Channelpedia

PubMed 21586295


Referenced in Channelpedia wiki pages of: none

Automatically associated channels: Kir6.2



Title: A model of the physiological basis of a multivariate phenotype that is mediated by Ca(2+) signaling and controlled by ryanodine receptor composition.

Authors: Cortland K Griswold

Journal, date & volume: J. Theor. Biol., 2011 Aug 7 , 282, 14-22

PubMed link: http://www.ncbi.nlm.nih.gov/pubmed/21586295


Abstract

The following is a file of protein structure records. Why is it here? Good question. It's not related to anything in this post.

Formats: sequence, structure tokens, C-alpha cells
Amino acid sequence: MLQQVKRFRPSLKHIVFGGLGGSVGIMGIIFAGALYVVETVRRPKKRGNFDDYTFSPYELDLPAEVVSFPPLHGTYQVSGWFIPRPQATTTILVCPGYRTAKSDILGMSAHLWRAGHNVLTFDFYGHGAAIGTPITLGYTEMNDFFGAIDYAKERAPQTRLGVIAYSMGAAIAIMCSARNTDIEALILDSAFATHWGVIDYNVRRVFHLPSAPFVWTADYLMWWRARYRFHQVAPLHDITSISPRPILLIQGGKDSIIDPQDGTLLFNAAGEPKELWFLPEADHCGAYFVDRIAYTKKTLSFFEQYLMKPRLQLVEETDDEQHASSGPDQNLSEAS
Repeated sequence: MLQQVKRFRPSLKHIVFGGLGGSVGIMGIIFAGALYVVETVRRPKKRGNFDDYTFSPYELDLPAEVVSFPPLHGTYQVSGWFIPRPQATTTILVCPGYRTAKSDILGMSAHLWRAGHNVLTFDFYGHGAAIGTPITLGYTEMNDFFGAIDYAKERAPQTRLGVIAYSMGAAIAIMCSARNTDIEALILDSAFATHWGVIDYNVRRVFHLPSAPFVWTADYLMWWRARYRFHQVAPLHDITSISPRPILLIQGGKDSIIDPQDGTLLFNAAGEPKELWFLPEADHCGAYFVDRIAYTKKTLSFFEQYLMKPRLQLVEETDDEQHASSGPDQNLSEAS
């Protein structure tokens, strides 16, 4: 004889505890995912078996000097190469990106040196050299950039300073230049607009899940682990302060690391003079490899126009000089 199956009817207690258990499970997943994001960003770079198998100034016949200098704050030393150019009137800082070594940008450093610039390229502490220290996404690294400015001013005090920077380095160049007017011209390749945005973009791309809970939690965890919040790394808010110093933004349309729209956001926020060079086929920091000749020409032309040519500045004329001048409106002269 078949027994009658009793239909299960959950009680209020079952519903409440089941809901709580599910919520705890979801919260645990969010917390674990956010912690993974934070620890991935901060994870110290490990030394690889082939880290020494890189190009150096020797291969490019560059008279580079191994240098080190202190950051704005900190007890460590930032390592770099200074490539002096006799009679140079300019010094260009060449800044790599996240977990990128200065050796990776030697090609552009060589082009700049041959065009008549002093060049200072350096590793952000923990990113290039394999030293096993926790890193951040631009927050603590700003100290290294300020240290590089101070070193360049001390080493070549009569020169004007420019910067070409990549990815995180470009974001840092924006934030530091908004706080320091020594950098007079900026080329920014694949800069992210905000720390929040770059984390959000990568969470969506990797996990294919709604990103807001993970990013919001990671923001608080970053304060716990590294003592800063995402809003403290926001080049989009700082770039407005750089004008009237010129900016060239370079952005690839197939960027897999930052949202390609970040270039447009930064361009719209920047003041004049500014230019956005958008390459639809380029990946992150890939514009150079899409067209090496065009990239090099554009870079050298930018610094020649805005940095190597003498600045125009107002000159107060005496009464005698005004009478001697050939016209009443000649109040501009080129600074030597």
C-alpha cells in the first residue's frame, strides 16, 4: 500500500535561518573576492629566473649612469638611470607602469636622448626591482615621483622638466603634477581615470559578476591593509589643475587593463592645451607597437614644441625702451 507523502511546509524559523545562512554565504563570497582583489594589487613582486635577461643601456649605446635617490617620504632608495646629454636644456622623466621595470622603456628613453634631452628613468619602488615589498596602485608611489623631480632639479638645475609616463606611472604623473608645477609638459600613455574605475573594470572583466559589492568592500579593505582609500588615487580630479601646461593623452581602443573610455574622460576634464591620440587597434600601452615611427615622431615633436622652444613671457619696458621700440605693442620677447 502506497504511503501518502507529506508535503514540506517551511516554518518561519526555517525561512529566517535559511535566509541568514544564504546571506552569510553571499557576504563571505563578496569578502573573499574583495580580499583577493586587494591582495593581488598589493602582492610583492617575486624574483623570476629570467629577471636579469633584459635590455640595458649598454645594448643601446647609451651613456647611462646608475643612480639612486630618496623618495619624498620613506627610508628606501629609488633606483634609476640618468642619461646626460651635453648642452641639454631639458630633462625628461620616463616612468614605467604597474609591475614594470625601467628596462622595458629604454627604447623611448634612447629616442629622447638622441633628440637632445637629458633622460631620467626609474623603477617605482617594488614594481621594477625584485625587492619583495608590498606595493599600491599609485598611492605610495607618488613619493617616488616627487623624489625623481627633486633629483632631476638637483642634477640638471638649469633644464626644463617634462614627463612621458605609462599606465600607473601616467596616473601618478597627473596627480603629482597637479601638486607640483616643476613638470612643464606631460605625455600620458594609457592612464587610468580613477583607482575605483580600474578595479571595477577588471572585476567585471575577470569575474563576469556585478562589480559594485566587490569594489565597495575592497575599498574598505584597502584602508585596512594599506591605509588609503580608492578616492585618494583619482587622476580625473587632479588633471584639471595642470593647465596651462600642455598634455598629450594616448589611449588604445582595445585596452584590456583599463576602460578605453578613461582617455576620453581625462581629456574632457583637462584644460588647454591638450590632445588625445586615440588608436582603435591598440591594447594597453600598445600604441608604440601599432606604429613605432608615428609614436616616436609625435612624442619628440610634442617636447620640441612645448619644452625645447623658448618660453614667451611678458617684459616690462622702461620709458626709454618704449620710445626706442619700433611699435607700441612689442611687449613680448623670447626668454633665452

Calcium-signals occur in a wide variety of tissue types - from skeletal, smooth and cardiac muscle to pancreatic and brain tissues. Ca(2+) signals regulate diverse processes including muscle contraction, hormone secretion, neural communication and gene expression. Together these different tissues and processes form the basis of a multivariate trait. Calcium signals are characterized by Ca(2+) transients, which are sharp increases in Ca(2+) concentration over a short period of time. In this paper we derive and analyze a model of Ca(2+) transients for skeletal muscle, neurons and cardiac tissue based on underlying biophysical principles. Tissue differentiation in our model and in nature comes about by varying the ryanodine receptor (RyR) channel composition of tissues. In vertebrates, there are typically three types of RyR channels (labeled RyR1, RyR2 and RyR3 in mammals and α-RyR, cardiac-RyR and β-RyR in birds, amphibians and fish). Different compositions of these three RyR channels generate different Ca(2+) transient properties. There are four Ca(2+) transient properties that we measure: maximum amplitude, duration, half duration (D(50)) and integrated concentration. In agreement with experimental work, our results find that the addition of RyR3 amplifies Ca(2+) transients in skeletal muscle. An important consequence of shared molecular components between tissue types in a multivariate setting is that the shared components cause individual traits of a multivariate trait to be correlated in function. Here we show how correlations in Ca(2+) transient properties between tissues can be predicted using an underlying biophysical model.